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Thursday, March 7th 2002

The Honorable Tommy G. Thompson
US Department of Health and Human Services
200 Independence Avenue, SW 615F
Washington, DC 20201

Dear Secretary Thompson:

On behalf of our nearly 5,000 hospitals, health systems and other health care provider members, the American Hospital Association (AHA) would like to bring to your attention our concerns that the intent of one of your regulatory relief initiatives is not being followed. We would appreciate your help in communicating your stated intent to the Centers for Medicare and Medicaid Services (CMS). Specifically, revisions to the process for collecting Medicare Secondary Payor (MSP) information were recently made available for public comment after receiving a temporary approval extension last fall in order to pursue streamlining efforts. The MSP's 25 questions must be asked of every Medicare beneficiary every time they obtain services in a hospital in order to determine if another source of coverage should apply first.

As you may recall from our paperwork burden report and our many conversations and meetings on reducing regulatory burden, the MSP information collection and reporting requirement frustrates providers and beneficiaries alike. The same questions must be asked repeatedly, even when a beneficiary is in the midst of a course of outpatient treatment (such as chemotherapy) and with little likelihood of the responses changing. In fact, hospitals are required to search out beneficiaries to obtain the information when they are providing only reference laboratory services and never even see the patient -- only the patient's specimen.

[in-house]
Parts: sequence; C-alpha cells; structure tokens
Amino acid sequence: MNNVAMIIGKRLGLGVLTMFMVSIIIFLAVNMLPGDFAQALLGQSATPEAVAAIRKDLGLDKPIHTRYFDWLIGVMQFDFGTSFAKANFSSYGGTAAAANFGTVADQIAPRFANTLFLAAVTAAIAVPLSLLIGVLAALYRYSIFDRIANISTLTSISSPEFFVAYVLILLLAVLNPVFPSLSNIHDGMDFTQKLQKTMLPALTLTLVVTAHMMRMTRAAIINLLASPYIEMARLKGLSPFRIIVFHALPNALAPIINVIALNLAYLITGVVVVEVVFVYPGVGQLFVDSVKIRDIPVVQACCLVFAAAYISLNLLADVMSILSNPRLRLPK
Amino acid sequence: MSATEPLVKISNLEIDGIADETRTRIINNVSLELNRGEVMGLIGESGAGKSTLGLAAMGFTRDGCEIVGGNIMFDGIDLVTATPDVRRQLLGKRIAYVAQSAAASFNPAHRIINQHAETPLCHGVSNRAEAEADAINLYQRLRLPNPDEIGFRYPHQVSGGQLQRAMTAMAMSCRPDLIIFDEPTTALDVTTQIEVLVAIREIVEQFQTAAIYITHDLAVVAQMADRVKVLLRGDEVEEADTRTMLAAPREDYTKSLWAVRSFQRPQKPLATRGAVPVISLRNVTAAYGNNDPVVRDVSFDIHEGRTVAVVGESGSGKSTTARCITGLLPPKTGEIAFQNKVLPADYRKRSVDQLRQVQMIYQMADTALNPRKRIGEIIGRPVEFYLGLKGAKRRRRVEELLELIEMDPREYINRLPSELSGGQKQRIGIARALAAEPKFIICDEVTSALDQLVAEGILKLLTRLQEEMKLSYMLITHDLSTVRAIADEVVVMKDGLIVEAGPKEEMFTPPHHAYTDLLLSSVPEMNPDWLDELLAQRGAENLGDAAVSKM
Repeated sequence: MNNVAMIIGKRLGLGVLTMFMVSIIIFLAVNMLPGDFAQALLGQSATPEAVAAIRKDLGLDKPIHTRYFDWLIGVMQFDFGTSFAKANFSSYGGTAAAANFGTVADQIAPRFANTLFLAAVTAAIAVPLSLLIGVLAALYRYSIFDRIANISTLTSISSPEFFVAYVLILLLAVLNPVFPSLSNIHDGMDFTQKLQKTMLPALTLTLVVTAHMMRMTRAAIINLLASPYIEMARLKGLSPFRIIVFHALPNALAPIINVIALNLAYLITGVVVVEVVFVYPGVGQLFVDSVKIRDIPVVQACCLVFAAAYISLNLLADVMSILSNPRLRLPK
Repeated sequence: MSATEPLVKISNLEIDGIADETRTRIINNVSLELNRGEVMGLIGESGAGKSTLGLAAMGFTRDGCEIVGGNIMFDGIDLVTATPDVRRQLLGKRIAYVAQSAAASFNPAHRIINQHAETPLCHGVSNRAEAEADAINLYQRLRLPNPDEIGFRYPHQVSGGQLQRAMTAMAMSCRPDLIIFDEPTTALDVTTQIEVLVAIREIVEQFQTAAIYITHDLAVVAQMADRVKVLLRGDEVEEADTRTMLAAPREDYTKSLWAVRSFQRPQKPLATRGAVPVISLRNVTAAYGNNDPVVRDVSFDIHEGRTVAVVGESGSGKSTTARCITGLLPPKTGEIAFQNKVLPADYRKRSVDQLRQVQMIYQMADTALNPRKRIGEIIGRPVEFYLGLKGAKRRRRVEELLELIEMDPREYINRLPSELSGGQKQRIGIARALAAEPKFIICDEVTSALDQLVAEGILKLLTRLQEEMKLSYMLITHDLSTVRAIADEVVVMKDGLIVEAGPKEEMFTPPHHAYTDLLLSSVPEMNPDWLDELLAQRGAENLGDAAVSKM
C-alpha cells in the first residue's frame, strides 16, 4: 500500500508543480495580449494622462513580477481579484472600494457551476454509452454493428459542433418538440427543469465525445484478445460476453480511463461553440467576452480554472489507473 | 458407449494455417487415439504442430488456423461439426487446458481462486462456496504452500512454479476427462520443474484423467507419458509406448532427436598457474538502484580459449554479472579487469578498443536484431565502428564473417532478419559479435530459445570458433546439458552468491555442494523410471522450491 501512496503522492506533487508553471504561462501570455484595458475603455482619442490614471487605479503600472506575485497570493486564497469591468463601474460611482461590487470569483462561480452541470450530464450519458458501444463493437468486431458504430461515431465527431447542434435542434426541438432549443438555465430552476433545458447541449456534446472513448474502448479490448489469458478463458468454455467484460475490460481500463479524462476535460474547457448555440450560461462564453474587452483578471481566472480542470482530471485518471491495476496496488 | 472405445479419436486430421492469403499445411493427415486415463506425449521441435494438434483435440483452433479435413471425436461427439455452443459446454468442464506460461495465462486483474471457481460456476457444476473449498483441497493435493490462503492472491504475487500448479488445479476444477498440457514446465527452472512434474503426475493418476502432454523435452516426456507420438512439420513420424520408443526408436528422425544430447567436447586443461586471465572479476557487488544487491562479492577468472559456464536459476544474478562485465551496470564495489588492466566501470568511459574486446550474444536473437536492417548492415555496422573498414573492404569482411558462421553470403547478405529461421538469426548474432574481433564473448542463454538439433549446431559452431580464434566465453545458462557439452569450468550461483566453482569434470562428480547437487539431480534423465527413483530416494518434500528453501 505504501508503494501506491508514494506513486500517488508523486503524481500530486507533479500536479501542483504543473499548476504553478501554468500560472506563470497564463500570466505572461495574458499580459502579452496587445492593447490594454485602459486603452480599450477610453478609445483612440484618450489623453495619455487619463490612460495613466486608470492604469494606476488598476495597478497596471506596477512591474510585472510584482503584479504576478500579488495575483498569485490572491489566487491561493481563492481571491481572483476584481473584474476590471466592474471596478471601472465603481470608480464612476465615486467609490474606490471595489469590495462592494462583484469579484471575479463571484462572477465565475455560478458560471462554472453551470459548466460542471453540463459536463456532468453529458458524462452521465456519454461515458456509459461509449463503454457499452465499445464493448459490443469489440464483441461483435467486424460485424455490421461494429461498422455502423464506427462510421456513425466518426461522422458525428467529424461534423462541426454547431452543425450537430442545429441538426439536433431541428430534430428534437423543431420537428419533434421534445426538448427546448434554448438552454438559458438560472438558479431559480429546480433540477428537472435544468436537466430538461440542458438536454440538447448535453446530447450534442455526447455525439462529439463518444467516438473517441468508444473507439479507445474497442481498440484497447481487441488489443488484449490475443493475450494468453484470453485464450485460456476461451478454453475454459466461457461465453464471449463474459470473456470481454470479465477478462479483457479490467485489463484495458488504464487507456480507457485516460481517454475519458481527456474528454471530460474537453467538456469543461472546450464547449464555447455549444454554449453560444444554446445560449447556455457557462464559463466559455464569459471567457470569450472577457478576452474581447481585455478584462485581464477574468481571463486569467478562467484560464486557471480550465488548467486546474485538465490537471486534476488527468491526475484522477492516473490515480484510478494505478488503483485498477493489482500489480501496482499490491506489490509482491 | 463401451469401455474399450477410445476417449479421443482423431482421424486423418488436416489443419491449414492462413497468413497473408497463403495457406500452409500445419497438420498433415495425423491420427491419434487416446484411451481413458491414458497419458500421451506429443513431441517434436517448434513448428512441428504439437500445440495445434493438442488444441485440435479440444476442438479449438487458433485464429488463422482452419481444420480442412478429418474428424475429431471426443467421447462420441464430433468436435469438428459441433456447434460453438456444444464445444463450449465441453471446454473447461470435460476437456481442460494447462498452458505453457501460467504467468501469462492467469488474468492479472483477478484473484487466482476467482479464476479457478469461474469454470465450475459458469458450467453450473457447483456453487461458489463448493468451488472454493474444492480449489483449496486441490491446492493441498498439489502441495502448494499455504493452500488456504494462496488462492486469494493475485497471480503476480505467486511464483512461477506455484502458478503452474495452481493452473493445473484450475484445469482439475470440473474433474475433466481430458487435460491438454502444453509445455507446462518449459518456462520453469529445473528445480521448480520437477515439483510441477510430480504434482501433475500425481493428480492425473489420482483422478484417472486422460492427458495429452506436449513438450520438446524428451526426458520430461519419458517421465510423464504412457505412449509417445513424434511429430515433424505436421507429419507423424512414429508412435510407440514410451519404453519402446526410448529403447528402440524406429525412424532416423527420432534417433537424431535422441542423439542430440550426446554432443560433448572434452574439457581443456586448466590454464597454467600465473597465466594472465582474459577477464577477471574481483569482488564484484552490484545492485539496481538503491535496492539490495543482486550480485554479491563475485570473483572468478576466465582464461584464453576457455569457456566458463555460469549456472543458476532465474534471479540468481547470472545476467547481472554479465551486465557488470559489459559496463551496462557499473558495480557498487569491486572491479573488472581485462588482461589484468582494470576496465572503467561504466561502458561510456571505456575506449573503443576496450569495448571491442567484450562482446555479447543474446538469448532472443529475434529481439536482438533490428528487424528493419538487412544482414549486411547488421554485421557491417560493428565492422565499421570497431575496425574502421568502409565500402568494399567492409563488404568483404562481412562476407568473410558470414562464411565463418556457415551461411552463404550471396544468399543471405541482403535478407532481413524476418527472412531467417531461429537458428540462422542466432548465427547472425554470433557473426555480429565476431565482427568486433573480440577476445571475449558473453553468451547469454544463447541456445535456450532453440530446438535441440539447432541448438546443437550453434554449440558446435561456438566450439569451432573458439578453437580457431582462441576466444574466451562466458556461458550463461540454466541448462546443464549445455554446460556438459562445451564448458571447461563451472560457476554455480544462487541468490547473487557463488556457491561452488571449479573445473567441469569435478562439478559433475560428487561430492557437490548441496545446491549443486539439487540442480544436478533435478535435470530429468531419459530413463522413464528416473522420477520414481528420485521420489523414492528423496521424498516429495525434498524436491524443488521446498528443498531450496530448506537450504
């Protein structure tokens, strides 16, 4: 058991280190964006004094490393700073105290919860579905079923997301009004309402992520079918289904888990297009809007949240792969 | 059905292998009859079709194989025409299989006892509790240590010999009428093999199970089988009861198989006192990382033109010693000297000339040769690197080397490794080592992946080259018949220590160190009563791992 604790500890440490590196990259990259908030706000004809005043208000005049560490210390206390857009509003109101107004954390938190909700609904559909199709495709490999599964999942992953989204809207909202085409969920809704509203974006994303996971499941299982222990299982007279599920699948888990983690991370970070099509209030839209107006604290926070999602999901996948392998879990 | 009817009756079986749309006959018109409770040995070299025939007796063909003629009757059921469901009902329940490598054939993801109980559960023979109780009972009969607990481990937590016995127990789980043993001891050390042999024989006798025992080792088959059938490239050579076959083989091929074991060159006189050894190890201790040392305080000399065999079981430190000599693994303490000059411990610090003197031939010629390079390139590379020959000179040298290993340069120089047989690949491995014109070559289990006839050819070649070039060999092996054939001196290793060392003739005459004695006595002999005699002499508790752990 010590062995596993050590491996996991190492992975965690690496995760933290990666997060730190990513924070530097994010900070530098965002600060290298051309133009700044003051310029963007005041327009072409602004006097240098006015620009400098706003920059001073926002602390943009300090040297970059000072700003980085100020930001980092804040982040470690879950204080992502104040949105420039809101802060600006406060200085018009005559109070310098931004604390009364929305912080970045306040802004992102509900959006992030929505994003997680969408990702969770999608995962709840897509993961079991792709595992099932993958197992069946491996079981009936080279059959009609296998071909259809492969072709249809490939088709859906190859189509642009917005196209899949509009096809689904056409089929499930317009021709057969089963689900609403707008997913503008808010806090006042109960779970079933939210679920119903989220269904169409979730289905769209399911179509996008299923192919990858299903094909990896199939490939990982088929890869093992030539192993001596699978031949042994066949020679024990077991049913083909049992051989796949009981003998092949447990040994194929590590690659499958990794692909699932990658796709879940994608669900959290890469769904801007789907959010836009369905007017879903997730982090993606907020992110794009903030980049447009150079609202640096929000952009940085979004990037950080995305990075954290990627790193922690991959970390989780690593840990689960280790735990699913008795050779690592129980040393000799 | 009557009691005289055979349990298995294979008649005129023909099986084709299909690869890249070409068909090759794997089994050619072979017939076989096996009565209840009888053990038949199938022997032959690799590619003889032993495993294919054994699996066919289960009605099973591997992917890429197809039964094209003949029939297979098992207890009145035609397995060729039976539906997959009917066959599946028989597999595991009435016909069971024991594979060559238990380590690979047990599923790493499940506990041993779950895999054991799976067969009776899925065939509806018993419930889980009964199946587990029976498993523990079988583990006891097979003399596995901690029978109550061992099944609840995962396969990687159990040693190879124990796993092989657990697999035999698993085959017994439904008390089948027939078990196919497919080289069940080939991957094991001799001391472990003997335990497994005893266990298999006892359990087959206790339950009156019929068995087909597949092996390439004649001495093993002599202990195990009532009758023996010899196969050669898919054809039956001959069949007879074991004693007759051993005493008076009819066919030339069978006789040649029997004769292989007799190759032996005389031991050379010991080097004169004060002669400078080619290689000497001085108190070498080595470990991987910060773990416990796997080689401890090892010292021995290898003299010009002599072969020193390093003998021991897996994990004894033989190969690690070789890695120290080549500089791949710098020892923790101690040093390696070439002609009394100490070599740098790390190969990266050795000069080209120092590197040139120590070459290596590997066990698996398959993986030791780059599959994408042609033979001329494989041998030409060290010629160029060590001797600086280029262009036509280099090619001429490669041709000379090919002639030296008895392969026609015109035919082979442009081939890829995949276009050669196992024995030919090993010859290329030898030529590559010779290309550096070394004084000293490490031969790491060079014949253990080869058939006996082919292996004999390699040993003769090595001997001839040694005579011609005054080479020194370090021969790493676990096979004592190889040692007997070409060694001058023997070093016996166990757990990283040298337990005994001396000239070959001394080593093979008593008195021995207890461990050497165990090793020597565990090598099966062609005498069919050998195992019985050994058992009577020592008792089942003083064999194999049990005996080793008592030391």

We have asked that this repetitive requirement be streamlined to ask these questions only once every 90 days for patients undergoing a course of treatment. You signaled your agreement at our Annual Meeting last April, when you said it would be "smarter to fill out that form once every quarter instead of once every week." We also objected to the requirement that hospitals obtain this information for laboratory specimens when independent laboratories are not required to do so.

AHA is nearing completion of a detailed review of the paperwork clearance package and we are disheartened by the lukewarm attention that burden reduction is receiving with regard to the MSP. CMS has proposed that the information be collected at least every 30 days for repeat patients (not 90 days as you had suggested) and has retained the requirement that hospital reference labs hunt down beneficiaries to collect the information. We are surprised by the continued requirement to complete these forms for all beneficiaries, when only five percent of beneficiaries might have other coverage. Unlike private health plans, it appears that Medicare has not conducted an analysis of that five percent to develop targeting strategies and avoid unnecessary administrative costs. This may be because Medicare often forces providers to do what is usually a health plan function, thereby, shifting administrative costs to providers.

We will submit more detailed comments and recommendations to the Office of Management and Budget (OMB) and CMS before the comment period closes on March 11. We appreciate your leadership in working to reduce regulatory burden in the health care system, and we would appreciate your help in working with CMS on this matter.


Rick Pollack
Executive Vice President

cc:   Thomas Scully, Administrator, CMS
       Bob Wood, Chief of Staff to the Secretary of HHS
       John Graham, Administrator, Office of Information and Regulatory Affairs, OMB


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